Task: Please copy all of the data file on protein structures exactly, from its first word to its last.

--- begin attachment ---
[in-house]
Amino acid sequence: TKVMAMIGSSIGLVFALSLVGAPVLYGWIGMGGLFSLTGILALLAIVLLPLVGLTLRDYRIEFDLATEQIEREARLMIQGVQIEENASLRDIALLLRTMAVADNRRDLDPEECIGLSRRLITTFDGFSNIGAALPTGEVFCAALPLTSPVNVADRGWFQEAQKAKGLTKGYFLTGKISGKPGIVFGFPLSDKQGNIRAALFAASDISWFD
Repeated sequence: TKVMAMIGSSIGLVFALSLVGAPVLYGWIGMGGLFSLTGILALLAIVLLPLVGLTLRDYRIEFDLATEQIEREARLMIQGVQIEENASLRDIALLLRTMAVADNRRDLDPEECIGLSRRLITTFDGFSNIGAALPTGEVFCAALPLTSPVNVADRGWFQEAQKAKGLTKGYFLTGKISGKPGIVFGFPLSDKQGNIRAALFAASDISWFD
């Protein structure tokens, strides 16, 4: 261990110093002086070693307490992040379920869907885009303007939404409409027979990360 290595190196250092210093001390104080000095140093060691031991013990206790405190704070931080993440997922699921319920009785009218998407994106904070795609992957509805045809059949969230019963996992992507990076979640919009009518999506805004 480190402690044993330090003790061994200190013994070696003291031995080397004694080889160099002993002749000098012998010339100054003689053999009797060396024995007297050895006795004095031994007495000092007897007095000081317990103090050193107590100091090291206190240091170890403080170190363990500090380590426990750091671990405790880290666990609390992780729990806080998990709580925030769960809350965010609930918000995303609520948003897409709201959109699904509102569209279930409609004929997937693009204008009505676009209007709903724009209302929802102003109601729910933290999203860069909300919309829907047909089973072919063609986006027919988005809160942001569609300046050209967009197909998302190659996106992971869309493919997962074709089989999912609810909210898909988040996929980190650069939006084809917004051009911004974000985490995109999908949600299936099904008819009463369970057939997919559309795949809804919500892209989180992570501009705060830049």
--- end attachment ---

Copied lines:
[in-house]
Amino acid sequence: TKVMAMIGSSIGLVFALSLVGAPVLYGWIGMGGLFSLTGILALLAIVLLPLVGLTLRDYRIEFDLATEQIEREARLMIQGVQIEENASLRDIALLLRTMAVADNRRDLDPEECIGLSRRLITTFDGFSNIGAALPTGEVFCAALPLTSPVNVADRGWFQEAQKAKGLTKGYFLTGKISGKPGIVFGFPLSDKQGNIRAALFAASDISWFD
Repeated sequence: TKVMAMIGSSIGLVFALSLVGAPVLYGWIGMGGLFSLTGILALLAIVLLPLVGLTLRDYRIEFDLATEQIEREARLMIQGVQIEENASLRDIALLLRTMAVADNRRDLDPEECIGLSRRLITTFDGFSNIGAALPTGEVFCAALPLTSPVNVADRGWFQEAQKAKGLTKGYFLTGKISGKPGIVFGFPLSDKQGNIRAALFAASDISWFD
């Protein structure tokens, strides 16, 4: 261990110093002086070693307490992040379920869907885009303007939404409409027979990360 290595190196250092210093001390104080000095140093060691031991013990206790405190704070931080993440997922699921319920009785009218998407994106904070795609992957509805045809059949969230019963996992992507990076979640919009009518999506805004 480190402690044993330090003790061994200190013994070696003291031995080397004694080889160099002993002749000098012998010339100054003689053999009797060396024995007297050895006795004095031994007495000092007897007095000081317990103090050193107590100091090291206190240091170890403080170190363990500090380590426990750091671990405790880290666990609390992780729990806080998990709580925030769960809350965010609930918000995303609520948003897409709201959109699904509102569209279930409609004929997937693009204008009505676009209007709903724009209302929802102003109601729910933290999203860069909300919309829907047909089973072919063609986006027919988005809160942001569609300046050209967009197909998302190659996106992971869309493919997962074709089989999912609810909210898909988040996929980190650069939006084809917004051009911004974000985490995109999908949600299936099904008819009463369970057939997919559309795949809804919500892209989180992570501009705060830049």